Abstract: Monetary policy conducted in real time has to take into account the preliminary nature of recent national accounts data. Not only recent data, but also figures dating many years back are potentially subject to revisions. This means that there is a danger that an important part of the central bank's information set is flawed for a substantial period of time. In this paper we present results based on quarterly vintages of real-time data for Norway from 1993Q1 to 2003Q4. We describe the nature and causes of the data revisions and investigate whether the revisions are true martingale differences or whether they can be forecasted. In the spirit of Orphanides and van Norden (2002), we analyze how data revisions and model uncertainty affect the reliability of output gap estimates. We find that total revisions of output gap estimates are heavily influenced by uncertainty about the trend at the end of the sample and that data revisions are of less importance, i.e., they are of smaller magnitude and show less persistence than other sources of output gap revisions. Finally, we analyse the implications of output gap uncertainty for monetary policy using a small New Keynesian macroeconomic model
    Keywords: Monetary policy, output gap, real-time data, interest rate rules
    JEL: C53 E37 E52
    Date: 2005–11–11
  43. By: Michael Kumhof (Modeling Division, Research Department International Monetary Fund); Douglas Laxton
    Abstract: This paper presents a monetary model with nominal rigidities and maximizing, rational, forward-looking households, intermediaries and firms. It differs from conventional models in this class in two key respects. First, price (and wage) setters set pricing policies, including an updating rate for future prices, instead of price levels. Second, output fluctuations during the period of a pricing policy are costly to firms. The paper is motivated by some important shortcomings of conventional models, namely their inability to generate inflation inertia, inflation persistence and recessionary disinflations without introducing either an ad-hoc updating rule or learning. While learning is clearly important, we are interested in the contribution that structural rigidities can make in a forward-looking and optimizing model. The model does generate all of the above effects in response to monetary policy shocks. The channel for these effects in the model is the long-run or inflation updating component of firms' pricing policies. This is distinct from another frequently stressed reason for inflation inertia and persistence, a slow response of marginal cost to shocks, which is also present in our model because all components of marginal cost, not just wages, are sticky. In work in progress, we are estimating the model using Bayesian techniques.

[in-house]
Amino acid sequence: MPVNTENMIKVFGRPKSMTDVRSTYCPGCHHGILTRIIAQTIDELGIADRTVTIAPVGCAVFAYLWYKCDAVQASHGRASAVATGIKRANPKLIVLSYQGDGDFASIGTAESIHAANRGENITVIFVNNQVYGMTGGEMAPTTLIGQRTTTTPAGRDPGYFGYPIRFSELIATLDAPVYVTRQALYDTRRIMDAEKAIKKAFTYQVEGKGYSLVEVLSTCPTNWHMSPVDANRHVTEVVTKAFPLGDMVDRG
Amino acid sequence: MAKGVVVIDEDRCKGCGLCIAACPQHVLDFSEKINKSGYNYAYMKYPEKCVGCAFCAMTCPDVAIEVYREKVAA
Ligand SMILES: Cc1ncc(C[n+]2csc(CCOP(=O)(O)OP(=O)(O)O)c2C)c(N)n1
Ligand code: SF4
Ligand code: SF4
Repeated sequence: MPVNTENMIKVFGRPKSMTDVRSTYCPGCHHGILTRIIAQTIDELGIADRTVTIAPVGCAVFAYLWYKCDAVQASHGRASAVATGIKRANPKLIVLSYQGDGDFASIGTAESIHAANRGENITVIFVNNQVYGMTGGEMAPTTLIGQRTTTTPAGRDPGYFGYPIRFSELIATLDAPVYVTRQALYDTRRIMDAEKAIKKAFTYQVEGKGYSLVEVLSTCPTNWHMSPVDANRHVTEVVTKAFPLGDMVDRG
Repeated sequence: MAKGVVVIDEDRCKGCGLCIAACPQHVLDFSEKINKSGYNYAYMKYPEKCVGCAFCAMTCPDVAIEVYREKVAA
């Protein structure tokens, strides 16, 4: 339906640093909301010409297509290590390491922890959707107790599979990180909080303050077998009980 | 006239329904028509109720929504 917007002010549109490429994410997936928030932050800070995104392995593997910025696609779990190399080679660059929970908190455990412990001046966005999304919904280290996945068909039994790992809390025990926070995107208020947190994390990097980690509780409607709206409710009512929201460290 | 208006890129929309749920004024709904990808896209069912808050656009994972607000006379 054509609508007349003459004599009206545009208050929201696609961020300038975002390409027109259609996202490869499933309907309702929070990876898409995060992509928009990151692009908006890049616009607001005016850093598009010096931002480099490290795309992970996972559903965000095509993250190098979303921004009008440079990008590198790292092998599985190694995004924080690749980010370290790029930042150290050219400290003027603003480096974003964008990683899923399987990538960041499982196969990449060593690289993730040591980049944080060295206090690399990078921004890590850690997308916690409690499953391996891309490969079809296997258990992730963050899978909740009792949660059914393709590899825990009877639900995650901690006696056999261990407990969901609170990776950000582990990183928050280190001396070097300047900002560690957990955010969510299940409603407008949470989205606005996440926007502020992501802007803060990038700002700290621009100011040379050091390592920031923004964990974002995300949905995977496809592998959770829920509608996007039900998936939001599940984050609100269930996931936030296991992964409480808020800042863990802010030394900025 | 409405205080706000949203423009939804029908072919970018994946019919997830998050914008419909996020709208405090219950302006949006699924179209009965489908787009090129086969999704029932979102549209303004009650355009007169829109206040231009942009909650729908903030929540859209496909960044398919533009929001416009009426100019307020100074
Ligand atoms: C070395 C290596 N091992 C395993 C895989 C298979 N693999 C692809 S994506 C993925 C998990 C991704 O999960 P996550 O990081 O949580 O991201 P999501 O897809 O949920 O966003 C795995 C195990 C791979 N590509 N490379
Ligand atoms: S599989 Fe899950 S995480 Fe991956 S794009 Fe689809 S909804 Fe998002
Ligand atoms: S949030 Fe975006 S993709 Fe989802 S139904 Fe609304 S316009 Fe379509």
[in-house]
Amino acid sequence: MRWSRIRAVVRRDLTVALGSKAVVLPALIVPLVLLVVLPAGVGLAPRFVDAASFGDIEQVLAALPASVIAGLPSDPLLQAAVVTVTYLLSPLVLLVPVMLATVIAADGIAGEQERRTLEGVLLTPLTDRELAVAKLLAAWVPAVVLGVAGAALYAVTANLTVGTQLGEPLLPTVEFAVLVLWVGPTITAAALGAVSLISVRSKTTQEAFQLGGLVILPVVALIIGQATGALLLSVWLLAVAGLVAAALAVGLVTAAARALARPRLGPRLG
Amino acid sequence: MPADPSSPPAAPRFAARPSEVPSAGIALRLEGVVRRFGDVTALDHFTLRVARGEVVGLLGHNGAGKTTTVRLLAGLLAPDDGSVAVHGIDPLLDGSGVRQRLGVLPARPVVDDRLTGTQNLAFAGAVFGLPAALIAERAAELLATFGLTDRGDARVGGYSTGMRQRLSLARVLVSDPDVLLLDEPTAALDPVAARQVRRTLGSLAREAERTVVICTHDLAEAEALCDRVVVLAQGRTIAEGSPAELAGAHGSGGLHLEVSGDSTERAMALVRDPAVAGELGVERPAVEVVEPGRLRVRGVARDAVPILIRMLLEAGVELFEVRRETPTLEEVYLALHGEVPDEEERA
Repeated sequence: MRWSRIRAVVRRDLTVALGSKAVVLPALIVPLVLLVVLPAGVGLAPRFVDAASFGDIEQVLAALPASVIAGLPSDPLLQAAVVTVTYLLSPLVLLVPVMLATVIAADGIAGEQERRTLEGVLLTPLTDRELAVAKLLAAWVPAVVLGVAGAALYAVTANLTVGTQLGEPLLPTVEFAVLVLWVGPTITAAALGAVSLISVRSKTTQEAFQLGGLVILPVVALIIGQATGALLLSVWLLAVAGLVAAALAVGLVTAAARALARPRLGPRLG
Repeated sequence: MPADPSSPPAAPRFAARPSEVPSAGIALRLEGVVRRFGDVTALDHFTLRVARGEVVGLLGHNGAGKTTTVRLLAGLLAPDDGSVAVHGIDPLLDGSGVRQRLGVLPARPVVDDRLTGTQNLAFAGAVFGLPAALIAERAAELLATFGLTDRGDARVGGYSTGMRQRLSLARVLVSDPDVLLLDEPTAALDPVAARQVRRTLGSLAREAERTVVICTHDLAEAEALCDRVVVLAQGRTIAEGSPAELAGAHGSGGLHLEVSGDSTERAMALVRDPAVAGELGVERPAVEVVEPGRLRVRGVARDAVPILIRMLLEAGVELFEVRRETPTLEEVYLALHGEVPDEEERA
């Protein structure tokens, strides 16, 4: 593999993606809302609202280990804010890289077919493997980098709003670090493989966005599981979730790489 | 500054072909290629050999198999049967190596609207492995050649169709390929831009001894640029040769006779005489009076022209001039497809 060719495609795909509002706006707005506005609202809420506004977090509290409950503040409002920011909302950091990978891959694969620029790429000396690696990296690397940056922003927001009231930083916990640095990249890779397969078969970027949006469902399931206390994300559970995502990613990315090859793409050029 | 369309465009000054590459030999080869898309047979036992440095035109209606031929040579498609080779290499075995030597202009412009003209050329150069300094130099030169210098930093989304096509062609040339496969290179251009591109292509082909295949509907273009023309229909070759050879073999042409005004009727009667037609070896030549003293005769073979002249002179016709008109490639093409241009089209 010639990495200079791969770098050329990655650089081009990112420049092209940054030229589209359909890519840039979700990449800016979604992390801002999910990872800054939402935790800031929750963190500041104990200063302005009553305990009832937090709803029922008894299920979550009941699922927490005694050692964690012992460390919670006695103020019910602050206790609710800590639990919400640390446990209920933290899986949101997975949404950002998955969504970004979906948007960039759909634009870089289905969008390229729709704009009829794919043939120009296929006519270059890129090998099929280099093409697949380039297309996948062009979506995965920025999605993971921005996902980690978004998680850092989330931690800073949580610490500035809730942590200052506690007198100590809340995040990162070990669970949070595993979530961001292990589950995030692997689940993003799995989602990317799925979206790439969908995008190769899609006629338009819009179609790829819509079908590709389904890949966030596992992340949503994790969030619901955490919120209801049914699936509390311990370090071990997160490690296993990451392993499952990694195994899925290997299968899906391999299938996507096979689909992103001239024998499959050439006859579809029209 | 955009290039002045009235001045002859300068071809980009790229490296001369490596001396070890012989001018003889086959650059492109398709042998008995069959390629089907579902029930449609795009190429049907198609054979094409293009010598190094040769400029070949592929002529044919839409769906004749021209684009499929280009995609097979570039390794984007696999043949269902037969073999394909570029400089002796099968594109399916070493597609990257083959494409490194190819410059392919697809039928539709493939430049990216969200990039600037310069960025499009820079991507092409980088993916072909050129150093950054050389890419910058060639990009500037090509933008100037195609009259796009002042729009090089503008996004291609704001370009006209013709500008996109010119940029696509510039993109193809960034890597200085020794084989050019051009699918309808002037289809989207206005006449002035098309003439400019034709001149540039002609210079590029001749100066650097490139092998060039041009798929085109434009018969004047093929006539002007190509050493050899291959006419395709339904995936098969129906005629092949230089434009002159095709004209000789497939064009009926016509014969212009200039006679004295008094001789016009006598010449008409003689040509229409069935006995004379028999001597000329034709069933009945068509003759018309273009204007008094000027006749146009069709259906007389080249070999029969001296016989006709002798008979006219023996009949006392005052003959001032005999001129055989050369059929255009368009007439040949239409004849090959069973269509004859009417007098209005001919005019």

Keywords: Inflation inertia, price setting behavior, output volatility
    JEL: E31 E32
    Date: 2005–11–11
  44. By: Gustavo Piga (University of Rome II); Giorgio Valente (The Chinese University of Hong Kong)
    Abstract: We estimate, using a previously unexploited set of data for the Italian public debt, quarterly yield curves over the period 1970-1996 to test the main implications of the expectations hypothesis theory (EH). Our empirical results show that short-term interest rates move according to the prediction of the EH, though the same cannot be found for long-term interest rates. In addition, using a probit model, we investigate the public debt issuance policy. We find and interpret a significant relationship between the slope of the yield curve and the probability of an increase in the aggregate duration of the outstanding debt.
    Keywords: Term Structure of Interest Rates, Expectations Hypothesis, Public Debt Management
    JEL: H63 E44 E58 E61
    Date: 2004–04–30
  45. By: Beatriz de-Blas-Pérez (Facultad de Ciencias Económicas y Empresariales Universidad de Navarra);
    Abstract: The stabilization effects of Taylor rules are analyzed in a limited participation framework with and without credit market imperfections in capital goods production. Financial frictions substantially amplify the impact of shocks, and also reinforce the stabilizing or destabilizing effects of interest rate rules. However, these effects are reversed relative to New Keynesian models: under limited participation, interest rate rules are stabilizing for productivity shocks, but imply an output-inflation tradeoff for demand shocks. Moreover, because financial frictions imply excessive fluctuation, stabilization via an interest rate rule can be a welfare-improving response to productivity shocks.
    Keywords: financial frictions, Taylor rules, limited participation, stabilization policy.
    JEL: E13 E44 E5
    Date: 2005–11
  46. By: Tao Wu; Glenn Rudebusch
    Abstract: This paper examines a recent shift in the dynamics of the term structure and interest rate risk. We first use standard yield-spread regressions to document such a shift in the U.S. in the mid-1980s. Over the pre- and post-shift subsamples, we then estimate dynamic, affine, no-arbitrage models, which exhibit a significant difference in behavior that can be largely attributed to changes in the pricing of risk associated with a "level" factor. Finally, we suggest a link between the shift in term structure behavior and changes in the risk and dynamics of the inflation target as perceived by investors
    JEL: E43 E44 G12
    Date: 2005–11–11
  47. By: Ghulam Sorwar (Business School Nottingham University)
    Abstract: Recent empirical studies have demonstrated that behaviour of interest rate processes can be better explained if standard diffusion processes are augmented with jumps in the interest rate process. In this paper we examine the performance of both linear and non-linear one factor CKLS model in the presence of jumps. We conclude that empirical features of interest rates not captured by standard diffusion processes are captured by models with jumps and that the linear CKLS model provides sufficient explanation of the data.
    Keywords: term structure, jumps, Bayesian, MCMC
    JEL: C11 C13 C15
    Date: 2005–11–11